There was a feature in NYTimes Magazine written by the famous psychologist Steven Pinker, titled "The Moral Instinct". It talks about how moral choices are difficult to understand from psychological and philosophical points of view, and how morals are not necessarily rational.
Some where in the article is this little passage:
In his classic 1971 article, Trivers, the biologist, showed how natural selection could push in the direction of true selflessness. The emergence of tit-for-tat reciprocity, which lets organisms trade favors without being cheated, is just a first step. A favor-giver not only has to avoid blatant cheaters (those who would accept a favor but not return it) but also prefer generous reciprocators (those who return the biggest favor they can afford) over stingy ones (those who return the smallest favor they can get away with). Since it’s good to be chosen as a recipient of favors, a competition arises to be the most generous partner around. More accurately, a competition arises to appear to be the most generous partner around, since the favor-giver can’t literally read minds or see into the future. A reputation for fairness and generosity becomes an asset.Now this just sets up a competition for potential beneficiaries to inflate their reputations without making the sacrifices to back them up. But it also pressures the favor-giver to develop ever-more-sensitive radar to distinguish the genuinely generous partners from the hypocrites. This arms race will eventually reach a logical conclusion. The most effective way to seem generous and fair, under harsh scrutiny, is to be generous and fair. In the long run, then, reputation can be secured only by commitment. At least some agents evolve to be genuinely high-minded and self-sacrificing — they are moral not because of what it brings them but because that’s the kind of people they are.
Of course, a theory that predicted that everyone always sacrificed themselves for another’s good would be as preposterous as a theory that predicted that no one ever did. Alongside the niches for saints there are niches for more grudging reciprocators, who attract fewer and poorer partners but don’t make the sacrifices necessary for a sterling reputation. And both may coexist with outright cheaters, who exploit the unwary in one-shot encounters. An ecosystem of niches, each with a distinct strategy, can evolve when the payoff of each strategy depends on how many players are playing the other strategies. The human social environment does have its share of generous, grudging and crooked characters, and the genetic variation in personality seems to bear the fingerprints of this evolutionary process.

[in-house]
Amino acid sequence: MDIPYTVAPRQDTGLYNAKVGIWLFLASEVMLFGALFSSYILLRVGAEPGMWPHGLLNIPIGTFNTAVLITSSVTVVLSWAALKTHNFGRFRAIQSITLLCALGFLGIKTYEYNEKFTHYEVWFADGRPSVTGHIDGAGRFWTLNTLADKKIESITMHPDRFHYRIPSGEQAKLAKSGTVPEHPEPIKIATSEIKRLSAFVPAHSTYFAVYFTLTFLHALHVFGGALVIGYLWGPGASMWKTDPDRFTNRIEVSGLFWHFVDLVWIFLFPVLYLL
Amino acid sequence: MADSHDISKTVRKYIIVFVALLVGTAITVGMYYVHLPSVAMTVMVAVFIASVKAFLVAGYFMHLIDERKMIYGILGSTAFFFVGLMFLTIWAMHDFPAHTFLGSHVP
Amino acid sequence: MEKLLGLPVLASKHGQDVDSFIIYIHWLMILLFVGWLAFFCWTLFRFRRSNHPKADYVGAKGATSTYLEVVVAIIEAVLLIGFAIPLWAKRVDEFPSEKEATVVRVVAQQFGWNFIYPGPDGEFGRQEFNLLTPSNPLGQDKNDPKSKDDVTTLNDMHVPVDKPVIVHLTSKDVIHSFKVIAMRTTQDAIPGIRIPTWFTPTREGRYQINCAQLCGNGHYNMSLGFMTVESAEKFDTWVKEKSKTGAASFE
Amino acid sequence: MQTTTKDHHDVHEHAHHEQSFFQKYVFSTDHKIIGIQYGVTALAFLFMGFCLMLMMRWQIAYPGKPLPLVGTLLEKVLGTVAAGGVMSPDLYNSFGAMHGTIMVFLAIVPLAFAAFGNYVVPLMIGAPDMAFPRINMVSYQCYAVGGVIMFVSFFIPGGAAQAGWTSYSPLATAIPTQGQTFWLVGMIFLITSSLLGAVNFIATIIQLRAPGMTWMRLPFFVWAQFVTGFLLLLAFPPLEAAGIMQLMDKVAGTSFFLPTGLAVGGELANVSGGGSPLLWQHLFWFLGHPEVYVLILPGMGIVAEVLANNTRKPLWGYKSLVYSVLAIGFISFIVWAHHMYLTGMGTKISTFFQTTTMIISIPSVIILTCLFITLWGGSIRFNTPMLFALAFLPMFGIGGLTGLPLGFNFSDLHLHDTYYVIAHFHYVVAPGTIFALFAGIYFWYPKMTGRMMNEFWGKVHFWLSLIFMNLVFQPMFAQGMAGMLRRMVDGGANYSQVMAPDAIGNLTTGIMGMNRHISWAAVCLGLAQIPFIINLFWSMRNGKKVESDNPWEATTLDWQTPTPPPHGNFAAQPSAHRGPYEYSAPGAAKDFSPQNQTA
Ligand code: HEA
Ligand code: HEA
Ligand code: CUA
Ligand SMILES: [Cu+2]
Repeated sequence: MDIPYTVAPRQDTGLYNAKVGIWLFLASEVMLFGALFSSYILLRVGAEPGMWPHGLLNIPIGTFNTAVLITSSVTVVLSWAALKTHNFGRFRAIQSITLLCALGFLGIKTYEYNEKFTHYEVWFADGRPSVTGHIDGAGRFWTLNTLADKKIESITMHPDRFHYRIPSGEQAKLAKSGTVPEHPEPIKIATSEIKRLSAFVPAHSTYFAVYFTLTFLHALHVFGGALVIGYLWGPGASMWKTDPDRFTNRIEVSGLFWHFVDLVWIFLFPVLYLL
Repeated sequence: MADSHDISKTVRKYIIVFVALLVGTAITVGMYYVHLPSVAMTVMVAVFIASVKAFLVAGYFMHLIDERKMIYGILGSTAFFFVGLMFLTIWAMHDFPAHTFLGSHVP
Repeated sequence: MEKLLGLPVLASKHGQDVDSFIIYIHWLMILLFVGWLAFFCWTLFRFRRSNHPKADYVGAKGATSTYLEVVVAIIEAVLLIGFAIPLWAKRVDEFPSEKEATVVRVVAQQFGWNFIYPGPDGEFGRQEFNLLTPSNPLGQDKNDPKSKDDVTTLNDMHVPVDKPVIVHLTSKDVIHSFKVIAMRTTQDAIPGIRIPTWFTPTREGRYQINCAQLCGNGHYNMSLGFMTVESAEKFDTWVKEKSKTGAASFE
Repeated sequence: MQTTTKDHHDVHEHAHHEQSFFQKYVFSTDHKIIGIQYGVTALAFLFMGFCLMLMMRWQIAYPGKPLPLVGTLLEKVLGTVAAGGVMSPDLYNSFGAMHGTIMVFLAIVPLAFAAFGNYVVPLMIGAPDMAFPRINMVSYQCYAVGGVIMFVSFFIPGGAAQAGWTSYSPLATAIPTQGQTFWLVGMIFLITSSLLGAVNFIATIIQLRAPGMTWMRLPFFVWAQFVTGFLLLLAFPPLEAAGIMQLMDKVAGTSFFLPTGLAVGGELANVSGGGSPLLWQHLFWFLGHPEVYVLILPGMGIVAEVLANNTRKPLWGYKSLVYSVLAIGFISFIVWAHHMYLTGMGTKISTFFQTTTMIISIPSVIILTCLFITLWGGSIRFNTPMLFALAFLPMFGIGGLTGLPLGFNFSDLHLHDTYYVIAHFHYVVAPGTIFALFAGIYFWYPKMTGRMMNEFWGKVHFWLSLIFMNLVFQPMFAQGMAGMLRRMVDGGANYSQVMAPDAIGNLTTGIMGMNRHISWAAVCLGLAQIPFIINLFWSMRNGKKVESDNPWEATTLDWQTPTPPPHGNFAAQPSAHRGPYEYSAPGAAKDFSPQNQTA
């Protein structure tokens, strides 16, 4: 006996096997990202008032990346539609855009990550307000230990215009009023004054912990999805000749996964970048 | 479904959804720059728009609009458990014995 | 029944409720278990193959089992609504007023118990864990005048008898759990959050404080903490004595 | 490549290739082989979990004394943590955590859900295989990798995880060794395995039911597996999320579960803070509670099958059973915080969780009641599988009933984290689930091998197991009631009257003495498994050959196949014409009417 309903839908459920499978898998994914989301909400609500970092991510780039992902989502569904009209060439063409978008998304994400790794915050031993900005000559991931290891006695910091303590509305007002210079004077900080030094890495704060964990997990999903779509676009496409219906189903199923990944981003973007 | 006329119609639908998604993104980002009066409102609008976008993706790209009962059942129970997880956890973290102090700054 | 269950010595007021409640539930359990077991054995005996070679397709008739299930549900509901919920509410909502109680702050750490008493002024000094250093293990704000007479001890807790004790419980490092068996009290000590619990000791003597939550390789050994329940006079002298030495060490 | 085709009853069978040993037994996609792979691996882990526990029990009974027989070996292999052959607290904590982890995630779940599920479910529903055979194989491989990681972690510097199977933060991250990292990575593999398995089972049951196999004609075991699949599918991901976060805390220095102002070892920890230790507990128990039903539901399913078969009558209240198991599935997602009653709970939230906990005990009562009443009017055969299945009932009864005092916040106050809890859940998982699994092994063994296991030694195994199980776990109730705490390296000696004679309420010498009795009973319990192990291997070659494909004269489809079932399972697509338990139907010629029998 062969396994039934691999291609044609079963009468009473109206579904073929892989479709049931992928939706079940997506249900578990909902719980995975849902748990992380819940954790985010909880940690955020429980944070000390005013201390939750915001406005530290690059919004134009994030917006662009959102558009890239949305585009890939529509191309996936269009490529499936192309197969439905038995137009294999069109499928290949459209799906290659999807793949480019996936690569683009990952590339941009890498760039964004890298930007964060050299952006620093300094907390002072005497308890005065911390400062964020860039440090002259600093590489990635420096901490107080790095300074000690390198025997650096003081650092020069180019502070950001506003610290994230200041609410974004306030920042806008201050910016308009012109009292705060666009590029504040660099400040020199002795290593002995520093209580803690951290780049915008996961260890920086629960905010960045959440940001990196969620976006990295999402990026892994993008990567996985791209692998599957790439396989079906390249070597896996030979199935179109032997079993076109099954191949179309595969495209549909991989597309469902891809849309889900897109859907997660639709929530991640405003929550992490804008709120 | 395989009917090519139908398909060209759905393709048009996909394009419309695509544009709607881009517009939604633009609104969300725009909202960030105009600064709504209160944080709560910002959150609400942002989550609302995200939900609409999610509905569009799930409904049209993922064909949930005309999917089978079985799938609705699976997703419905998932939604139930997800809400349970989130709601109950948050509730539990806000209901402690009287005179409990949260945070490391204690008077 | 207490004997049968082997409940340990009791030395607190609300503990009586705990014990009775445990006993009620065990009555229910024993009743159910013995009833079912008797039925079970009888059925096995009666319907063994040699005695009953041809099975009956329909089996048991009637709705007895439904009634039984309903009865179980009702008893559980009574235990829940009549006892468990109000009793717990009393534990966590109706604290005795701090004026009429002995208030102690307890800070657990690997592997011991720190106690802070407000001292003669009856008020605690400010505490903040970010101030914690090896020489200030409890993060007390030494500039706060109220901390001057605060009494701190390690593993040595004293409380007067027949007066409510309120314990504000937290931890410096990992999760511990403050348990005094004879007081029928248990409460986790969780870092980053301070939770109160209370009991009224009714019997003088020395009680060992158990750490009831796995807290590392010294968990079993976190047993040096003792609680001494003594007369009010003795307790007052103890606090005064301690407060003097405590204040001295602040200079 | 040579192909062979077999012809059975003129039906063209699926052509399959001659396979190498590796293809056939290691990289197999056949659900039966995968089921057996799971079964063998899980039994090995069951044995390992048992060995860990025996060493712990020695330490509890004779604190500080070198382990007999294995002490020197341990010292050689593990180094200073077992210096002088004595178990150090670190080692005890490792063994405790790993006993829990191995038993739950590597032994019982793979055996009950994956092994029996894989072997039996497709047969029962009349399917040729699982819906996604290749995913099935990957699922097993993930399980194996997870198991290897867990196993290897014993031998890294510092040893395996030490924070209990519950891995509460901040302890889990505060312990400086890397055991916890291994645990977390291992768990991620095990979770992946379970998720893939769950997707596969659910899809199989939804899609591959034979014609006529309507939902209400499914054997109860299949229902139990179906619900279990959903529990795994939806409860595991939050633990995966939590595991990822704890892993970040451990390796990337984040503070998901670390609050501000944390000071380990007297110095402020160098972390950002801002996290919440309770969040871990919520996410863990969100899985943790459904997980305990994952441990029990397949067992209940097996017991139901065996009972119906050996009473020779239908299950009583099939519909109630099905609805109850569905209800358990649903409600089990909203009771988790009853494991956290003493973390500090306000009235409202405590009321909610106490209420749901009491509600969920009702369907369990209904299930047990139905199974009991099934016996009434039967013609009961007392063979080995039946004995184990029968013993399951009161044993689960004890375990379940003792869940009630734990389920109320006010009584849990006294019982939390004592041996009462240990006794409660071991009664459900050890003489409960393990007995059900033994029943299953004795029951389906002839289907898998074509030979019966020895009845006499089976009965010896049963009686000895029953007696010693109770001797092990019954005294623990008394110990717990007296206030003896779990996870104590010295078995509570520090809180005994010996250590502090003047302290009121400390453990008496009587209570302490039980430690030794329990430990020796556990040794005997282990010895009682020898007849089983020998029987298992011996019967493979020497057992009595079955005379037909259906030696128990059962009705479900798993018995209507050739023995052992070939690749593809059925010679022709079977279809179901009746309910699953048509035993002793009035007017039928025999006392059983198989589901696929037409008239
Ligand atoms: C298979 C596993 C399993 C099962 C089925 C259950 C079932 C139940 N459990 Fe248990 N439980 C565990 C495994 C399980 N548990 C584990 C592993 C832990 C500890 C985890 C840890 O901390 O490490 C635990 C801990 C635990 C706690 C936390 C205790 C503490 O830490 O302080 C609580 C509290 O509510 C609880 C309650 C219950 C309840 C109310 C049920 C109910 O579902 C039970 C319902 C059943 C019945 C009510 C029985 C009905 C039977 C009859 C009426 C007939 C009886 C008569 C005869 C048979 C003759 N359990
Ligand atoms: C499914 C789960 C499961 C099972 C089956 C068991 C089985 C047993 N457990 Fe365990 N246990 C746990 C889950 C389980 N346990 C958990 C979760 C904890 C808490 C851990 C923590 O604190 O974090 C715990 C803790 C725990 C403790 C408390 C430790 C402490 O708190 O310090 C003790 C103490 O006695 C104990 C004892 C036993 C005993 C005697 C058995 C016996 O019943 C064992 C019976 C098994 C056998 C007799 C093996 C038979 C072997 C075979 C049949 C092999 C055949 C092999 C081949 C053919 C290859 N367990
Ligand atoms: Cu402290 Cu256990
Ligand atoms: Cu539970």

The thing that fascinates me is how seemingly mathematical this description is. The appearance of generosity, the actual generosity, the percentage of lying, all seems to be describable through numbers, and individuals are just a function with these numbers as input. These individual agents would interact and learn, eventually leave offsprings and die. A multi-agent simulation seems to go well with what Trivers describes.
One problem that I have trying to understand this simulation conceptually is what the default values for the offspring should be. Intuitively, the offspring would be influenced by his parents (learning by example in society). There might also be some influence from the average of societal values, as the culture that the offspring grows up in. Neither of these ideas, however, give a precise mathematical definition of how to mix the two values.
I really want to try and write this simulation... when I'm not swamped with work.
Could a simulation of this be done?